I've found several posts regarding this topic, but all of this topics either sets the font with setTypeFace() method on a TextView object, or creating a custom class which sets the font to Roboto and extends TextView. As far as I know from API-Level 11(?) or something, we are able to set the TypeFace as a xml attribute, some how. Like this:

      android:text="Hello, world">

What is the right way to do this? Is it possible to have a fallback if the application runs on a device lower than API level 11(?) something like:

  • I don't think there's any ways to set fonts in Android TextView from XML other than default ones. – Milan May 17 '13 at 11:27

Take a look at the RobotoTextView project. Works down to Android 1.5, and you can set the typeface using XML attributes. It also includes other views like RobotoButton, RobotoCheckbox, etc.


I don't see a way you can define an external typeface as a xml attribute. You should store the typeface in the assets and call:

tv.setTypeface( Typeface.createFromAsset( context.getAssets(), roboto.ttf ) );

You can not set font directly from assets like this you have to do as follow in onCreate. This will make same thing what you want to do.

TextView tvTextView = (TextView) findViewById(R.id.textView1);
Typeface typeface = Typeface.createFromAsset(getAssets(),"Roboto.ttf");

Hope it will help you out.:D


The android:typeface attribute only has a few valid options (according to the Android docs)...

  • normal
  • sans
  • serif
  • monospace

If you need the Roboto font in your app for older devices, you need to include the Roboto TTF files into your project.

The most obvious way to use these fonts is to use the setTypeface() method of TextView, but if you want to specify it in XML instead, you must create a custom TextView and create your own styleable attribute for your custom TextView.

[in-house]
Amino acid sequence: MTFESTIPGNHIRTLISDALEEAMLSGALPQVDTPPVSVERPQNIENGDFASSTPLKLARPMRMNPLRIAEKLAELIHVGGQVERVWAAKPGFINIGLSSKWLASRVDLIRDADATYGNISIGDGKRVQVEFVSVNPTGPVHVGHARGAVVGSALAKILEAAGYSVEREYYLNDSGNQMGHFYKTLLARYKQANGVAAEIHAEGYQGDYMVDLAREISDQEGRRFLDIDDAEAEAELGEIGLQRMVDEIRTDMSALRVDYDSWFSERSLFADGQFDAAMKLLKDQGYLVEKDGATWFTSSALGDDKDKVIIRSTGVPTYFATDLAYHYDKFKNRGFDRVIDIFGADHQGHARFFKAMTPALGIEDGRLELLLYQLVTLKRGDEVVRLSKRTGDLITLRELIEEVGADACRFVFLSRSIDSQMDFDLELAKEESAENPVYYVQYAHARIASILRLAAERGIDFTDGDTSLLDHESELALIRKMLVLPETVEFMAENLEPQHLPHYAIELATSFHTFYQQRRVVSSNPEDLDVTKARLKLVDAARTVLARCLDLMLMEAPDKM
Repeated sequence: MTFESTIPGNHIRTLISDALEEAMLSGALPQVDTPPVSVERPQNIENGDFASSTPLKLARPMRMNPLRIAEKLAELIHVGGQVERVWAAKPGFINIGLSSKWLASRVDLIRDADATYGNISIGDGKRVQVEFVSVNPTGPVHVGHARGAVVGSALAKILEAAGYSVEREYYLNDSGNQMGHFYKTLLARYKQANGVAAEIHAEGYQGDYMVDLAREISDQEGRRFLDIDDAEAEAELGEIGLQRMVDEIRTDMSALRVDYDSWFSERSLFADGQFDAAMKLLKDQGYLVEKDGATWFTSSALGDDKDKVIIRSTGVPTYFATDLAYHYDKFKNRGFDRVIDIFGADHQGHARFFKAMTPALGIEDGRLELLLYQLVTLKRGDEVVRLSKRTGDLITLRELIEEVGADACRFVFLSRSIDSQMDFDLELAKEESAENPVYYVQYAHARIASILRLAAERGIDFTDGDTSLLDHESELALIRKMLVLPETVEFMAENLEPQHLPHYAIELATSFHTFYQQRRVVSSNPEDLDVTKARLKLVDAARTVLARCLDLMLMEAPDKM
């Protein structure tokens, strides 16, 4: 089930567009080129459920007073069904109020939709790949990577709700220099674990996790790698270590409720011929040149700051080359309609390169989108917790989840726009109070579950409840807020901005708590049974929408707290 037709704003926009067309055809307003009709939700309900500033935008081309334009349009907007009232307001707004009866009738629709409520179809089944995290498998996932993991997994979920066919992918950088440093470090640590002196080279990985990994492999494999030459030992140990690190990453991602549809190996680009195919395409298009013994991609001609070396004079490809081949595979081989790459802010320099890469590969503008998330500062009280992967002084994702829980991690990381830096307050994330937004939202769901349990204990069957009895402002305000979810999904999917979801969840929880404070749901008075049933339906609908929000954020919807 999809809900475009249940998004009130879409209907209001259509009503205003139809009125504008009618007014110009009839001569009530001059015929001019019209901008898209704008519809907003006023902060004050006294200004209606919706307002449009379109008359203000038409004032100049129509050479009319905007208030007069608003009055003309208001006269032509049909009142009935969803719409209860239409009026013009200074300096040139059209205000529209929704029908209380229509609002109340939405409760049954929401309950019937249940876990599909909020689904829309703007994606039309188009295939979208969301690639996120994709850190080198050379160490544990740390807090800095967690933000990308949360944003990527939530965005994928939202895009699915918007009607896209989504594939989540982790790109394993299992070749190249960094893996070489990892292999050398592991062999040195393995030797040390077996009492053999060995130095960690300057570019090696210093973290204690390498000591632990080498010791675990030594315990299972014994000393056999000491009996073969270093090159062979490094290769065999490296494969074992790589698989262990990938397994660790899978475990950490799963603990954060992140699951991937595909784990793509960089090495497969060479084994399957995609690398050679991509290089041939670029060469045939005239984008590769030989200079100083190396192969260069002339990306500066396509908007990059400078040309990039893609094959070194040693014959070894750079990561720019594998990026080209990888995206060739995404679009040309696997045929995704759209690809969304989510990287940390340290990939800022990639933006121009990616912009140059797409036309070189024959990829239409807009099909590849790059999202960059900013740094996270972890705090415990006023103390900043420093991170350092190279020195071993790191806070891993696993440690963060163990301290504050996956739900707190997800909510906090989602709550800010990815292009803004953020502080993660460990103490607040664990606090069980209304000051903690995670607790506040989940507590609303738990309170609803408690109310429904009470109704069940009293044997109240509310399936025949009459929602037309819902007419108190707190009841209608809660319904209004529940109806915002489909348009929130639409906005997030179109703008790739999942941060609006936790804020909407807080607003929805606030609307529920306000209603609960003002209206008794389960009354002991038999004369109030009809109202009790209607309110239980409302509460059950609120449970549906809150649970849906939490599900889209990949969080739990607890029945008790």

This topic is all over the Internet.


For JellyBean (4.1) onward you can use the method provided in this StackOverflow topic. It will fallback gracefully to sans in older devices. If you must fallback to monospace or serif, declare a folder layout-v16 where you use the font you chose, i.e., "sans-serif-condensed", and in the default folder you use the "monospace" or "serif" font. If you want to fallback to a non-default font, you can programatically check the android version and choose the appropriate action, i.e.:

    TextView textView = (TextView) findViewById(R.id.textView_id);
    Typeface myFont = Typeface.createFromAsset(getAssets(),"RobotoCondensed.ttf");

This is for future people running in to the same issue as I have. Setting typeface tends to take up lot of memory when it comes to loading multiple rows. Using the following two codes together to actually make it work smoothly. I got the solution from stackoverflow but they answers were not listed together.

public class RobotoTextView extends TextView {

Context context;

public RobotoTextView(Context context, AttributeSet attrs, int defStyle) {
    super(context, attrs, defStyle);
    this.context = context;

public RobotoTextView(Context context, AttributeSet attrs) {
    super(context, attrs);
    this.context = context;

public RobotoTextView(Context context) {
    this.context = context;

public void setTypeface(Typeface tf, int style) {
    if (!isInEditMode()) {
        if (style == Typeface.NORMAL) {
            super.setTypeface(TypeFaceProvider.getTypeFace(getContext(), "fonts/Roboto-Light.ttf"));
        } else if (style == Typeface.ITALIC) {
            super.setTypeface(TypeFaceProvider.getTypeFace(getContext(), "fonts/Roboto-LightItalic.ttf"));
        } else if (style == Typeface.BOLD) {
            super.setTypeface(TypeFaceProvider.getTypeFace(getContext(), "fonts/Roboto-Bold.ttf"));
        } else if (style == Typeface.BOLD_ITALIC) {
            super.setTypeface(TypeFaceProvider.getTypeFace(getContext(), "fonts/Roboto-BoldItalic.ttf"));


public class TypeFaceProvider {

private static Hashtable<String, Typeface> sTypeFaces = new Hashtable<String, Typeface>(

public static Typeface getTypeFace(Context context, String fileName) {
    Typeface tempTypeface = sTypeFaces.get(fileName);

    if (tempTypeface == null) {
        tempTypeface = Typeface.createFromAsset(context.getAssets(),
        sTypeFaces.put(fileName, tempTypeface);

    return tempTypeface;

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